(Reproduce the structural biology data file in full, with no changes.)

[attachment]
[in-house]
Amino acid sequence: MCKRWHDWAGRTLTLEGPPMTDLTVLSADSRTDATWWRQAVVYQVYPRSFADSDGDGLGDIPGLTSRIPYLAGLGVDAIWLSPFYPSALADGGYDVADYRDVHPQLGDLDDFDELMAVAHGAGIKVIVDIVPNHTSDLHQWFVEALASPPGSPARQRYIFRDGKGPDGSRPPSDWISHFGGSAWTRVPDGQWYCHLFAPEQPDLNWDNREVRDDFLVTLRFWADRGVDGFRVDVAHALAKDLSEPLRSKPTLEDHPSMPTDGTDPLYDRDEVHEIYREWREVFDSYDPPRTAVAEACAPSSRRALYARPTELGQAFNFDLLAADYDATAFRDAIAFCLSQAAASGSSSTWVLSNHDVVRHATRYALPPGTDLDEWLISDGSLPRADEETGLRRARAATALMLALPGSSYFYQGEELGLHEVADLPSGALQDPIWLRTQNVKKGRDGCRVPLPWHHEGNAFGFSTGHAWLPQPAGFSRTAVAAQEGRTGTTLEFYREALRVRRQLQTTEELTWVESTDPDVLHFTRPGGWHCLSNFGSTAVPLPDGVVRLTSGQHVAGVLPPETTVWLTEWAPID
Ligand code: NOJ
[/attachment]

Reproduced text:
[in-house]
Amino acid sequence: MCKRWHDWAGRTLTLEGPPMTDLTVLSADSRTDATWWRQAVVYQVYPRSFADSDGDGLGDIPGLTSRIPYLAGLGVDAIWLSPFYPSALADGGYDVADYRDVHPQLGDLDDFDELMAVAHGAGIKVIVDIVPNHTSDLHQWFVEALASPPGSPARQRYIFRDGKGPDGSRPPSDWISHFGGSAWTRVPDGQWYCHLFAPEQPDLNWDNREVRDDFLVTLRFWADRGVDGFRVDVAHALAKDLSEPLRSKPTLEDHPSMPTDGTDPLYDRDEVHEIYREWREVFDSYDPPRTAVAEACAPSSRRALYARPTELGQAFNFDLLAADYDATAFRDAIAFCLSQAAASGSSSTWVLSNHDVVRHATRYALPPGTDLDEWLISDGSLPRADEETGLRRARAATALMLALPGSSYFYQGEELGLHEVADLPSGALQDPIWLRTQNVKKGRDGCRVPLPWHHEGNAFGFSTGHAWLPQPAGFSRTAVAAQEGRTGTTLEFYREALRVRRQLQTTEELTWVESTDPDVLHFTRPGGWHCLSNFGSTAVPLPDGVVRLTSGQHVAGVLPPETTVWLTEWAPID
Ligand code: NOJ